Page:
Just getting around to writing . . . how great it was to see you. To be honest I was a little anxious about seeing you; I didn't know if I would be shocked to see how much you had aged. I was shocked at how little . . . both of you look great! I do feel guilty at times that our relationship has become . . . so strained and . . .emotionally not up to snuff either. Of course this probably sounds a bit negative or pessimistic . . . but . . . I don't want to ignore my feelings either. Dad, I have always known that you love me, but it's so nice to see it in your eyes! Too bad our physical beings have a tendency to overpower our spiritual beings, for . . . our spirit and love never dies. [Your children, Olivia] sure were a pleasure; I'm happy for you and them, that you have the relationships that you do with dad. . . . . To be honest . . . there have been times I've felt a little jealous, but I'll never feel that way again. It now gives me peace knowing that there is someone there to help Dad in any way that he may need it. It was really great to see you, as well as to see Rod and Kim's kids. Please also tell everyone . . . it was really great to see them, and I love them. . . .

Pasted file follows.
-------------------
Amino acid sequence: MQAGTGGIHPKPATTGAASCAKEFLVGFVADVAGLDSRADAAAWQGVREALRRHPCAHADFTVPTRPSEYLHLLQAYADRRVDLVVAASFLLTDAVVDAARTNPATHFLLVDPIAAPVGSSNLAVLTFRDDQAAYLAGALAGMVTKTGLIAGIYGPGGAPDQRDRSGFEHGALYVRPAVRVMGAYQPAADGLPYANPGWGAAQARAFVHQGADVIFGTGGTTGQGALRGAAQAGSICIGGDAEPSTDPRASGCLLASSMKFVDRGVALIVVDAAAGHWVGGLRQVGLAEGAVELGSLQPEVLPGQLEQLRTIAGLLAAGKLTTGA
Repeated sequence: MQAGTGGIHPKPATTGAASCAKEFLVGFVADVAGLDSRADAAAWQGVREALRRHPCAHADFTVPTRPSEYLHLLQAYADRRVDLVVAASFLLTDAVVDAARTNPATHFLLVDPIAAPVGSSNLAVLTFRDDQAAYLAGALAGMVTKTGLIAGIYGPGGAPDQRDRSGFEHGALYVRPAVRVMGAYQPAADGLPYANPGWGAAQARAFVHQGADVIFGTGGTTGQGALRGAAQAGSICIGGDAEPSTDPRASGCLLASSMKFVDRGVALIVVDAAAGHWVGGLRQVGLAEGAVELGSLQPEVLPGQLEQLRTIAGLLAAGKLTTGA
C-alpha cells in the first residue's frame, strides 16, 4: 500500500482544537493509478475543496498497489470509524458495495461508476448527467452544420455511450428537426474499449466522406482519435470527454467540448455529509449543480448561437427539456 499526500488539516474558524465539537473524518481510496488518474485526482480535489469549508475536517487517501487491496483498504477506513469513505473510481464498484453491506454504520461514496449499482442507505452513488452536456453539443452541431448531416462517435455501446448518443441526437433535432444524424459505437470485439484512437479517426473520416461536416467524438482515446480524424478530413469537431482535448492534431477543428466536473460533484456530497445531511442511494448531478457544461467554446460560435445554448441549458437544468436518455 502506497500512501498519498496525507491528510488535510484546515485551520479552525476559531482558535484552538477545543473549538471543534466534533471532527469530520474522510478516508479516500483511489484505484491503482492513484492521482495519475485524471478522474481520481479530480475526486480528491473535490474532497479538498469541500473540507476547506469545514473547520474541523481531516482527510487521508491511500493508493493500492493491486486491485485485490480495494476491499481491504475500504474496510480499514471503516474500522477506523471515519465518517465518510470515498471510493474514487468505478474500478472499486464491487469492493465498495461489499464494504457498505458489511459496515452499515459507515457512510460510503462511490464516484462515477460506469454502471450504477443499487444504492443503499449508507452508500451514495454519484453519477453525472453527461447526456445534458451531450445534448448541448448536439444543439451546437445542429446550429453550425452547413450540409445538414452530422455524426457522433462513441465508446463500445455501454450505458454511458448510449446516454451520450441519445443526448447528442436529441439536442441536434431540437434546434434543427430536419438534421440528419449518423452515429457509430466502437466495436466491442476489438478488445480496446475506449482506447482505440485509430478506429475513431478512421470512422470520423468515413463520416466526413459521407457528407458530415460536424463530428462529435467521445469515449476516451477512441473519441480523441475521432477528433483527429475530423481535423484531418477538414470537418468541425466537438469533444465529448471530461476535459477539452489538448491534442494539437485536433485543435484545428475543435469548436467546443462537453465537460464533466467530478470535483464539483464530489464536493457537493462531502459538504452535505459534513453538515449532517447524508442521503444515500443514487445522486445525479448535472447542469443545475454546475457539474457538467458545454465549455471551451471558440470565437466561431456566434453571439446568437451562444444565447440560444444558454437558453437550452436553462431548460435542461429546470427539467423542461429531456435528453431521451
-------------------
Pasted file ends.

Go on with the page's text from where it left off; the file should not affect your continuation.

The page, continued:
May God bless and keep you always
May your wishes all come true
May you always do for others
And let others do for you!
If you have family you want to reconnect with, pray and ask God to give you wisdom, courage, and love to make a call today. It's Never Too Late if God is overseeing the details. We believe that we would have had many regrets had we not attempted to reconnect, but now we can rest assured without regrets because we did our part and reached out. Healthy communication between Dad and sons continue.
May God bless you and yours today and always!